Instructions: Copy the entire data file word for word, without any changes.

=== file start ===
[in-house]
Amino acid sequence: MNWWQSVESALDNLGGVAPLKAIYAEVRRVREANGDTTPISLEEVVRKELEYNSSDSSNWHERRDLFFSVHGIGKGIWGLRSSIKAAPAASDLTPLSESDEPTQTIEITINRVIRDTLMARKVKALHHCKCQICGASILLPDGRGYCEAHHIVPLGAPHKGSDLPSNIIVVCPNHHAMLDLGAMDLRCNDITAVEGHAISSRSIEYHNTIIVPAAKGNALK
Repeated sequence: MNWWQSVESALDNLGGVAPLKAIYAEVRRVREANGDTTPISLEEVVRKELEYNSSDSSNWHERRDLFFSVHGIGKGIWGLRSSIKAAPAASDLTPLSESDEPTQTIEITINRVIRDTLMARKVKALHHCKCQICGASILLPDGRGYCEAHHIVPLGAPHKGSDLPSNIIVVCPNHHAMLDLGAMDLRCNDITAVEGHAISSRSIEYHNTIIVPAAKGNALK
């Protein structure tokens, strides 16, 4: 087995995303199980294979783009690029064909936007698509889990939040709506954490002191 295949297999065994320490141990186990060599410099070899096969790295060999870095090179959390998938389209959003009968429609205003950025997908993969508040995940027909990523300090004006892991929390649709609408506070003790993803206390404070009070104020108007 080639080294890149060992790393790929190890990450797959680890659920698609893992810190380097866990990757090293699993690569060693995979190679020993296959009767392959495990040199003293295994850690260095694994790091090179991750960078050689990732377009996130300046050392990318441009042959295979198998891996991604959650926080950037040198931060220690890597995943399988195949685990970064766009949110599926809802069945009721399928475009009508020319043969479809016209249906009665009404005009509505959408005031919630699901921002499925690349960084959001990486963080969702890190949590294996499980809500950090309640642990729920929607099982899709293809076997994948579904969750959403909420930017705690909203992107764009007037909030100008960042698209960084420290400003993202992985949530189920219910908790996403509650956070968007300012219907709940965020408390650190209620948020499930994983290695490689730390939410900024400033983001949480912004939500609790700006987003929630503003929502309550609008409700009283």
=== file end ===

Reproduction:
[in-house]
Amino acid sequence: MNWWQSVESALDNLGGVAPLKAIYAEVRRVREANGDTTPISLEEVVRKELEYNSSDSSNWHERRDLFFSVHGIGKGIWGLRSSIKAAPAASDLTPLSESDEPTQTIEITINRVIRDTLMARKVKALHHCKCQICGASILLPDGRGYCEAHHIVPLGAPHKGSDLPSNIIVVCPNHHAMLDLGAMDLRCNDITAVEGHAISSRSIEYHNTIIVPAAKGNALK
Repeated sequence: MNWWQSVESALDNLGGVAPLKAIYAEVRRVREANGDTTPISLEEVVRKELEYNSSDSSNWHERRDLFFSVHGIGKGIWGLRSSIKAAPAASDLTPLSESDEPTQTIEITINRVIRDTLMARKVKALHHCKCQICGASILLPDGRGYCEAHHIVPLGAPHKGSDLPSNIIVVCPNHHAMLDLGAMDLRCNDITAVEGHAISSRSIEYHNTIIVPAAKGNALK
């Protein structure tokens, strides 16, 4: 087995995303199980294979783009690029064909936007698509889990939040709506954490002191 295949297999065994320490141990186990060599410099070899096969790295060999870095090179959390998938389209959003009968429609205003950025997908993969508040995940027909990523300090004006892991929390649709609408506070003790993803206390404070009070104020108007 080639080294890149060992790393790929190890990450797959680890659920698609893992810190380097866990990757090293699993690569060693995979190679020993296959009767392959495990040199003293295994850690260095694994790091090179991750960078050689990732377009996130300046050392990318441009042959295979198998891996991604959650926080950037040198931060220690890597995943399988195949685990970064766009949110599926809802069945009721399928475009009508020319043969479809016209249906009665009404005009509505959408005031919630699901921002499925690349960084959001990486963080969702890190949590294996499980809500950090309640642990729920929607099982899709293809076997994948579904969750959403909420930017705690909203992107764009007037909030100008960042698209960084420290400003993202992985949530189920219910908790996403509650956070968007300012219907709940965020408390650190209620948020499930994983290695490689730390939410900024400033983001949480912004939500609790700006987003929630503003929502309550609008409700009283």